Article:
Photo by Rashah McChesney/Peninsula Clarion  In this July 16, 2012 file photo, commercial fishermen offload the day's catch of salmon from the Inlet Raider. The U.S. Senate unanimously passed a moratorium on EPA regulations which would require vessels such as this one to monitor and get a permit to discharge things like fish guts, gray water and rainwater from the vessel. The measure is set to be taken up by the U.S. House before the current session ends.

Photo by Rashah McChesney/Peninsula Clarion In this July 16, 2012 file photo, commercial fishermen offload the day's catch of salmon from the Inlet Raider. The U.S. Senate unanimously passed a moratorium on EPA regulations which would require vessels such as this one to monitor and get a permit to discharge things like fish guts, gray water and rainwater from the vessel. The measure is set to be taken up by the U.S. House before the current session ends.

Moratorium on vessel discharges passed in U.S. Senate

  • By Rashah McChesney
  • Wednesday, December 10, 2014 11:01pm
  • News

The U.S. Senate voted to extend a moratorium on an EPA regulation which could affect nearly every commercial fishing boat in Cook Inlet if the current embargo were to expire.

With eight days to go before the vessel discharge rule is set to expire, a bill introduced by Sen. Lisa Murkowski, R-Alaska, and Sen. Marco Rubio, R-Florida, passed unanimously and is headed to the U.S. House for a vote before the current session ends.

Senators approved a three-year moratorium on a portion of the EPA’s Clean Water Act that would change discharge regulations for fishing vessels shorter than 79 feet and fish processors. United Fishermen of Alaska Executive Director Julianne Curry said she expects the House to pass the measure on Thursday.

Curry said the language of the current regulation is so broad that it would apply to nearly any liquid that could be emitted from a boat.

“This is putting a moratorium on incidental discharge and that’s anything from water that you pump out of your hold, regardless of whether or not you put fish into it, to grey water, to rain water,” she said. “It just seemed like there wasn’t much outreach before the regulations were drafted, they’re fairly nonsensical.”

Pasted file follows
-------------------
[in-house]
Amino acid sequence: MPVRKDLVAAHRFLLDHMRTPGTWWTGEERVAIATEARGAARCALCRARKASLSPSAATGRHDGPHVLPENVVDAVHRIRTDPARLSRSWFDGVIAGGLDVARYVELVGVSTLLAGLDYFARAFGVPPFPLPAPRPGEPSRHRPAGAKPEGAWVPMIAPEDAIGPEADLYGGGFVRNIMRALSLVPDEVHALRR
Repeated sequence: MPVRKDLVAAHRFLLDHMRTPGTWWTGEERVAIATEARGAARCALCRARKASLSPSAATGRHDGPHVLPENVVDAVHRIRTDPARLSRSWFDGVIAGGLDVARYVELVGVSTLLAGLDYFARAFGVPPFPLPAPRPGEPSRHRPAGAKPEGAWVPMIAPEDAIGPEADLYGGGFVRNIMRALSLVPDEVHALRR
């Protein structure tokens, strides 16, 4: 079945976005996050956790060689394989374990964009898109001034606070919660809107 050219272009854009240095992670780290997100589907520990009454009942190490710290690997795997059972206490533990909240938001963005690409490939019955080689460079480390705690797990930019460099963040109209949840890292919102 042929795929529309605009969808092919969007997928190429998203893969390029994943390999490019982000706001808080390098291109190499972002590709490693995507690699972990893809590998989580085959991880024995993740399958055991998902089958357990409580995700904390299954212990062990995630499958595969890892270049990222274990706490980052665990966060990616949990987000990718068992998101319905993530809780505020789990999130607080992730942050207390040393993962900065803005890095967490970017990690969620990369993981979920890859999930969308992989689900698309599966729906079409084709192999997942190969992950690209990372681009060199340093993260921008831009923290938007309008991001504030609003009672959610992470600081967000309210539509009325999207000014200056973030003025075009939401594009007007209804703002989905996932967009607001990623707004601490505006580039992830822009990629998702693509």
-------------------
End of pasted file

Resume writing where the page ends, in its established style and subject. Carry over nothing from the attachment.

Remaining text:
Roland Maw, executive director of the United Cook Inlet Drift Association, echoed Curry’s sentiments.

“When this issue came up in the EPA years ago, it was meant to be dealing with ballast and bilge water, primarily like what a big oil tanker would have. They would come in, pump seawater on board to stabilize the vessel and then when they docked in places like Valdez or Nikiski, they’d pump that water back out and fill the tanks with oil,” he said.

But, in an attempt to better regulate ballast waste, the EPA extended onerous rules on incidental discharges to the point that nearly every commercial fishing boat in the Cook Inlet would be required to get a permit to discharge into the water.

“We wouldn’t be able to just wash (fish guts) back into the sea,” Maw said. “The ironic part was, say I’m out halibut fishing, I clean a halibut that just came out of that water and I can’t throw the gills and guts back in the water without a permit? That was kind of the silliness of it.”

While the rule would affect about 8,500 boats in Alaska, the EPA estimates that nearly 138,000 boats nationwide would fall under the discharge monitoring requirements.

Maw said the implications were staggering.

“To implement this regulation, that means all of those vessels would have to be inspected. By whom? What criteria where they going to use and what methods were they going to ask us to employ?” Maw said. “We asked and never got an answer.”

Curry said the next step would be to push for a permanent moratorium, similar to one that has already been granted to recreational boats, for the commercial fishing fleet.

“We’ll be looking for a permanent exemption that not only makes economic, but common sense for the commercial fishermen around the country,” she said.

 

Reach Rashah McChesney at rashah.mcchesney@peninsulaclarion.com.

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